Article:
Word came that the threshing machine would soon come to the neighborhood and I watched for it with all the suspense a seven year old boy could stand. I soon saw the black smoke at a nearby farm and soon it came to the Chandler place, only a half mile distant. My Father assured me that our place would be next. But alas, the country school had started and I was at school the day the rig pulled in.
ALTHOUGH I did not get to see very much of the men running the machinery I do remember that besides the engineer and separator man, there were two men who were on the stack and pitched the hay in. The red top seed was very small and ran into heavy cotton sacks and tied shut. The threshed hay was blown into a pile and later used for livestock feed. The big steam engine soon blew its whistle and departed, leaving a pile of cinders in the meadow. Meanwhile, a man came to the farm and poked a few holes in the bags of seed to get the samples. The samples determined the price he would pay for the seed. This area of the state was a small section of the country where the red topped grass would produce seed. It was later sold to seed companies for resale as lawn seed.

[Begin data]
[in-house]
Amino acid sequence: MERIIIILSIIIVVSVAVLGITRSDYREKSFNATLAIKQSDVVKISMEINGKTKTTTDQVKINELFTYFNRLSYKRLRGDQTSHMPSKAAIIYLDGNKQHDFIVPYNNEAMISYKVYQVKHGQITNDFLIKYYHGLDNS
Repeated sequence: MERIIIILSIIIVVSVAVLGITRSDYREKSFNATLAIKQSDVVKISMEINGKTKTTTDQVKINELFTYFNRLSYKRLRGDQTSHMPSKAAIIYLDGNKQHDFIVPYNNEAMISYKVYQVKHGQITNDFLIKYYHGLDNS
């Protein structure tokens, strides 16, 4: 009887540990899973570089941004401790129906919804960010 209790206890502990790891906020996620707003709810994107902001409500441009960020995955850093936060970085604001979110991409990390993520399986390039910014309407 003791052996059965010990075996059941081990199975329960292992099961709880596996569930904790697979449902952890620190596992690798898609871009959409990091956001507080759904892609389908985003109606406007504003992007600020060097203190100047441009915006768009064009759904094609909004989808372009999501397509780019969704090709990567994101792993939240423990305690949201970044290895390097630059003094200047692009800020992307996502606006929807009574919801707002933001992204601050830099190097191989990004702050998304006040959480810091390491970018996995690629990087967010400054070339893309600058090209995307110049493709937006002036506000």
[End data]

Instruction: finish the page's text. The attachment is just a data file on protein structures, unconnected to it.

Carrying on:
The date was about 1928. My Father grew discouraged as the land was poor and produced mostly nubbins. He soon moved North to Central Illinois. This was corn, oats, wheat and clover country. He rented a 90 acre farm and paid 90 dollars privilege rent for use of the farm buildings and 20 acres of permanent pasture. He split the crops 50-50 with the landlord. My Father had 5 horses but no tractor. He put an old end-gate seeder on a box wagon and seeded with oats, 27 acres of corn stubble. He hired a man who owned an F-20 to then disc the ground. The oats came up and did well. A threshing ring was formed in the neighborhood. My Father joined the ring and ran a bundle wagon at various farms.